Nevada | A World Within. A State Apart

Nevada has more to offer than just the casinos and high-roller suites of Las Vegas. The Las Vegas Overlook has moderate trails, and provides the picture-perfect views of Red Rock Canyon and the Las Vegas Valley. Not far away, Red Rock Canyon is a hiker’s playground with 19 trails to provide a variety of difficulty and scenery. A unique experience is the Pahranagat National Wildlife Refuge just north of Las Vegas in Alamo, Nevada. This refuge was established to provide a natural habitat for migratory waterfowl and other resident wildlife; allowing for several refreshing trail options.

New Mexico | Are You New Mexico True

New Mexico is known for their pastel colored high desert landscapes. While often overlooked by many novice hikers, the enthusiasts know of the magic these trails possess. Albuquerque and Santa Fe are both fantastic destinations in their own right, but there are also sensational trails in these immediate areas. From Albuquerque, those looking for a hardcore trail often consider Gila Crest South to Hummingbird Saddle to tackle the Mogollon Mountains, take-in the 10,000-foot peaks and savor the serenity of Gila National Forest. Two other great out-of-the box options for Albuquerque include the Sandia Crest Trail where you can ride a tram to the top and then enjoy a hike down among the towering aspen groves and then don’t forget to check out Spence Hot Springs for a short hike and a long dip in these soothing waters. While Santa Fe has several shorter hikes available, there are some invigorating longer trails worth the mention. Caballo Mountain is a little over 14-miles, and contains a 10,000-foot summit over a huge volcanic bowl among the Jemez Mountains. Lastly, consider Santa Fe Baldy for a look at Lake Katherine while hiking the summit of Santa Fe Baldy among the Sangre de Cristo Mountains. Breathtaking!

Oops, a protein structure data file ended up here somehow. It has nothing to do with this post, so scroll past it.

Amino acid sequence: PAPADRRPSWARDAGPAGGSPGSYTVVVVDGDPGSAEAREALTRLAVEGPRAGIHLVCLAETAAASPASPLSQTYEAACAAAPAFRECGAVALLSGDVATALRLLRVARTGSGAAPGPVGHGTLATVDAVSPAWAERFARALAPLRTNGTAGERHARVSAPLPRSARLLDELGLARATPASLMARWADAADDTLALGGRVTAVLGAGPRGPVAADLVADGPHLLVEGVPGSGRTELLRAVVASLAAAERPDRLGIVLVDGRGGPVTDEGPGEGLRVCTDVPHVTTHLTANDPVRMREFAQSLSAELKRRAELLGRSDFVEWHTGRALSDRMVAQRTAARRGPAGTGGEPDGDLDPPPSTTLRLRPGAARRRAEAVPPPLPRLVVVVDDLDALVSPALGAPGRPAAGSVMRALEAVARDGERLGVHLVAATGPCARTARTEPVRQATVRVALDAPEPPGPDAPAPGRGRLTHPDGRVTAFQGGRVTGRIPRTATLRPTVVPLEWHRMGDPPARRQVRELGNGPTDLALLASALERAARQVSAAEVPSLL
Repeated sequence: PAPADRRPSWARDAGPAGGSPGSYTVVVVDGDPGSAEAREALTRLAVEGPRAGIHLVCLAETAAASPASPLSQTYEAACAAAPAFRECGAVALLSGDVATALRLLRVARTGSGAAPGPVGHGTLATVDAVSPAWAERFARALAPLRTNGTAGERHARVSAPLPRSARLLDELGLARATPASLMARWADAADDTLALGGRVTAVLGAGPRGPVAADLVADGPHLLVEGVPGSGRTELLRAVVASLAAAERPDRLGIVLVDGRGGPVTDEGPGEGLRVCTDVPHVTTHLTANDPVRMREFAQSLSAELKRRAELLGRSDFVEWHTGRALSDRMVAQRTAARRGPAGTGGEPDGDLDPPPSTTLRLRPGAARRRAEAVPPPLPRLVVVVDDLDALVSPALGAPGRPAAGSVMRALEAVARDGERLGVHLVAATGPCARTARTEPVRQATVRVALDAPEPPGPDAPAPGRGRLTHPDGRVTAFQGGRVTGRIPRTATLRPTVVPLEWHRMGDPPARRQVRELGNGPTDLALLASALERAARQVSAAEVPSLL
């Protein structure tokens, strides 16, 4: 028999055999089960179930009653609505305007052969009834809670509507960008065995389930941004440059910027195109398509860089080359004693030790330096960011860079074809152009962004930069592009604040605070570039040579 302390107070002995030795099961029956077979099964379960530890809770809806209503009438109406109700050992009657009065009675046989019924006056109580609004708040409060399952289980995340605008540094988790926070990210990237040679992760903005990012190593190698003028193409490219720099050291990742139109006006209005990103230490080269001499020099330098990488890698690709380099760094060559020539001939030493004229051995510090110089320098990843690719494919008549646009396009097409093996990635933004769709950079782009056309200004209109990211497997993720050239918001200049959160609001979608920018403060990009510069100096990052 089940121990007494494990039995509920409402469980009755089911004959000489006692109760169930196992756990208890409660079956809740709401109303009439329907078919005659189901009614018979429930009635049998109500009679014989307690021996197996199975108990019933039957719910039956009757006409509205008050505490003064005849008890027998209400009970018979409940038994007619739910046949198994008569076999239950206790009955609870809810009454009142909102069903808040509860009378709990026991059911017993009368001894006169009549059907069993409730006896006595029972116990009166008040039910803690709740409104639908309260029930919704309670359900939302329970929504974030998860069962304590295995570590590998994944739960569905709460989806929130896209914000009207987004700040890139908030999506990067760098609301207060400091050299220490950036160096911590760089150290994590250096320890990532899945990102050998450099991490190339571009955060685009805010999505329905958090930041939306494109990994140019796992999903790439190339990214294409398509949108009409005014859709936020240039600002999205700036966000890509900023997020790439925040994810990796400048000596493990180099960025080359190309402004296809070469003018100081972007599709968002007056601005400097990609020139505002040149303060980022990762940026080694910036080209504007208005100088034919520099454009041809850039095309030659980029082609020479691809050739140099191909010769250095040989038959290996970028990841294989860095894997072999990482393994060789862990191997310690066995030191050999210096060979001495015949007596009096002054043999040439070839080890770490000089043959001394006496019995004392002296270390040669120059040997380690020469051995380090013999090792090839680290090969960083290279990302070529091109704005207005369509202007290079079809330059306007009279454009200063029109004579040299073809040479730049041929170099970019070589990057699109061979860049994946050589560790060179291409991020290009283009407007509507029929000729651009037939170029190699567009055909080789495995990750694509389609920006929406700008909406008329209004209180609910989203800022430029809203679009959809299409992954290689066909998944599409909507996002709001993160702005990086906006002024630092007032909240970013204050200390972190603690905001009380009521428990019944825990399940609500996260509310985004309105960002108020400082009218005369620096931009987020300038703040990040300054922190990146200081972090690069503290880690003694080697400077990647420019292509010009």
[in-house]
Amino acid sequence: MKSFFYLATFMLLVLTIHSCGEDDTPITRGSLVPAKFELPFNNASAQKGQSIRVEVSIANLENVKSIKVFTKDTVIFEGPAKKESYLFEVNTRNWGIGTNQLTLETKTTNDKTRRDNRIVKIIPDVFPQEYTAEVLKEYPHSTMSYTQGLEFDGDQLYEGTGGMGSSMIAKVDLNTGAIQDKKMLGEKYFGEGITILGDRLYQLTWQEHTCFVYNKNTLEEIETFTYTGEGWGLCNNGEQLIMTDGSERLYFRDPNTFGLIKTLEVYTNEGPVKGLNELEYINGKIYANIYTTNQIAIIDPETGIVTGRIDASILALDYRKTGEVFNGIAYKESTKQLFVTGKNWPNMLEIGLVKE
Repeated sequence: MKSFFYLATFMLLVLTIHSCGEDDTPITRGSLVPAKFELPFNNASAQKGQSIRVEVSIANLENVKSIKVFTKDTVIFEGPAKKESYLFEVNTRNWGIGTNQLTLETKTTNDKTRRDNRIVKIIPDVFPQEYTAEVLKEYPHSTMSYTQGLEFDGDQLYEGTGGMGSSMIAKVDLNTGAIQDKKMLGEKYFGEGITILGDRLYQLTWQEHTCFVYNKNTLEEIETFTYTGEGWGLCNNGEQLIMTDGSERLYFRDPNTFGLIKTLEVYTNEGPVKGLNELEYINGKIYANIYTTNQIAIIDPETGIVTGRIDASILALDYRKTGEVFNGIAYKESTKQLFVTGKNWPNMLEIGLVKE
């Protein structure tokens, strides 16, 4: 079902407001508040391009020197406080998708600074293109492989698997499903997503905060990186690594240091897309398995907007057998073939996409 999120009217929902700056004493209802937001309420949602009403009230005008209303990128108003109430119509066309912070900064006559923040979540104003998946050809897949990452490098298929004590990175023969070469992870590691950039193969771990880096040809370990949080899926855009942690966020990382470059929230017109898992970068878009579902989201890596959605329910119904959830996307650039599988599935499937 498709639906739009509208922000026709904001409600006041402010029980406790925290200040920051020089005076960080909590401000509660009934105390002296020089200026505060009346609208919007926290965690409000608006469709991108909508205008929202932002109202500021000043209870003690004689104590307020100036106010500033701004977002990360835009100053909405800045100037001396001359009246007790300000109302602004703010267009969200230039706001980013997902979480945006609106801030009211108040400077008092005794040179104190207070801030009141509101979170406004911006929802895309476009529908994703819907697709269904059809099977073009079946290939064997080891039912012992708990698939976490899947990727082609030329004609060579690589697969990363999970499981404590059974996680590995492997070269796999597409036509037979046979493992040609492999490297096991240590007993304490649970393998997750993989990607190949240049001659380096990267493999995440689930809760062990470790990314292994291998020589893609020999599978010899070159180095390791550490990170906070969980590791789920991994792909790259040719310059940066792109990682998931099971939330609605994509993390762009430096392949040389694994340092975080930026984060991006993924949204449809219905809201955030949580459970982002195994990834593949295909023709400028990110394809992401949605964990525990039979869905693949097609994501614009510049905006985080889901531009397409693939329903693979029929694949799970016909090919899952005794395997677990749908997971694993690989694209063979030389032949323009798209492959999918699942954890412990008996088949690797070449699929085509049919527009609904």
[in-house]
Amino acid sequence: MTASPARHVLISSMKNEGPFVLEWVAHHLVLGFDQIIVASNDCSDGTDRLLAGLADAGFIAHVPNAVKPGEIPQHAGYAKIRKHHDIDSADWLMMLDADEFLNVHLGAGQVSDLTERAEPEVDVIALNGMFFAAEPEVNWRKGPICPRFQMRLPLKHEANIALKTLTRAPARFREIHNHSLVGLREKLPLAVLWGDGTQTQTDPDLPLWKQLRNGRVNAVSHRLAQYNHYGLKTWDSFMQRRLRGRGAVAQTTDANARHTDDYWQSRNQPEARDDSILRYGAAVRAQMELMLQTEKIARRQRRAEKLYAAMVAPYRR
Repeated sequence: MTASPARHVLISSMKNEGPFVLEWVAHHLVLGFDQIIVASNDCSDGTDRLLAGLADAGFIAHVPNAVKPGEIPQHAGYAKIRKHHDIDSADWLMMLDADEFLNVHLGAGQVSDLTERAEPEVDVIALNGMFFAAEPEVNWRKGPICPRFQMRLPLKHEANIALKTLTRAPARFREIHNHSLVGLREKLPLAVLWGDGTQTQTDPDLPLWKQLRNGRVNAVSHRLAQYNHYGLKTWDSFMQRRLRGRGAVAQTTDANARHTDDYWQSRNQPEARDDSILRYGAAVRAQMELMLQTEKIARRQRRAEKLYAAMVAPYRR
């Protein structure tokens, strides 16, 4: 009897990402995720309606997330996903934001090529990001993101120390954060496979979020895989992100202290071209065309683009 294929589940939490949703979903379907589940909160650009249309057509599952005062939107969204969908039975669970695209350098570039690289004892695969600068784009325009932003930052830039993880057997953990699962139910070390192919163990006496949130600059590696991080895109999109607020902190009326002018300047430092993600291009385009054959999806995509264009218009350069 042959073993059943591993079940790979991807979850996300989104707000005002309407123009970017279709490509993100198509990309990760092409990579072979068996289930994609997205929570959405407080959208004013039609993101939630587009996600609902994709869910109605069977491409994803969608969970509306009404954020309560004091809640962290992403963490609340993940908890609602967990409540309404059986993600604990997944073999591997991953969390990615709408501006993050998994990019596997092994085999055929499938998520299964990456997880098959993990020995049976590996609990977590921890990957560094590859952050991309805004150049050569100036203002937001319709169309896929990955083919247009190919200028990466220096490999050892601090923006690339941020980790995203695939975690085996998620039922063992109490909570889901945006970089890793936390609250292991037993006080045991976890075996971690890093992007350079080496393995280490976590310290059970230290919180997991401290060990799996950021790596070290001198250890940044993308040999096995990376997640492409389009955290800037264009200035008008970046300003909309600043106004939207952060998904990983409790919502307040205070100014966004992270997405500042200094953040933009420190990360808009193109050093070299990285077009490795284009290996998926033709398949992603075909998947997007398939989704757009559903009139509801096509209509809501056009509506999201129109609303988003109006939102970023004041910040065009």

Texas | It’s Like A Whole Other World

Texas is obviously much better known for their football, oil and longhorn cattle, but great hiking and backpacking opportunities also exists. Big Bend National Park is in far west Texas; complete with great scenery, especially the sight from the top of the Chisos Mountains where you begin to realize just how big Texas is from this view. The Outer Mountain Loop is a great option here, where you can connect the Juniper Canyon, Dodson and Blue Creek trails to make a 21-mile loop among the transitioning environments. If you’re looking for a destination closer to civilization, Lost Maples State Natural Area is somewhat near Austin and San Antonio. Here you’ll find that the hills, maple tree groves and amazing wildlife combine to create a very extraordinary experience. The Sabinal River Canyon provides a unique look down onto the turquoise pools sparkling beneath the limestone bluffs, and the park also offers interpretive tours by park staff and volunteers, which is always a smart solution for those individuals or families looking to begin the wonders of hiking, backpacking and simply savoring the many magical moments waiting for you in the beautiful southwest.

About the author: Damon Banks is a freelance travel writer focusing on tourism, lifestyle brands, hotels, spas, cooking, fashion, golf, yoga and fitness. Damon is the founder of his own travel blog, LuxeGetaways, and contributes to a variety of international travel, hospitality and luxury lifestyle publications such as Global Living Magazine, EatLoveSavor, and Destinations Travel Magazine as well as Thunderbird Suites. You can stay connected with Damon directly via Facebook, Twitter or Linkedin.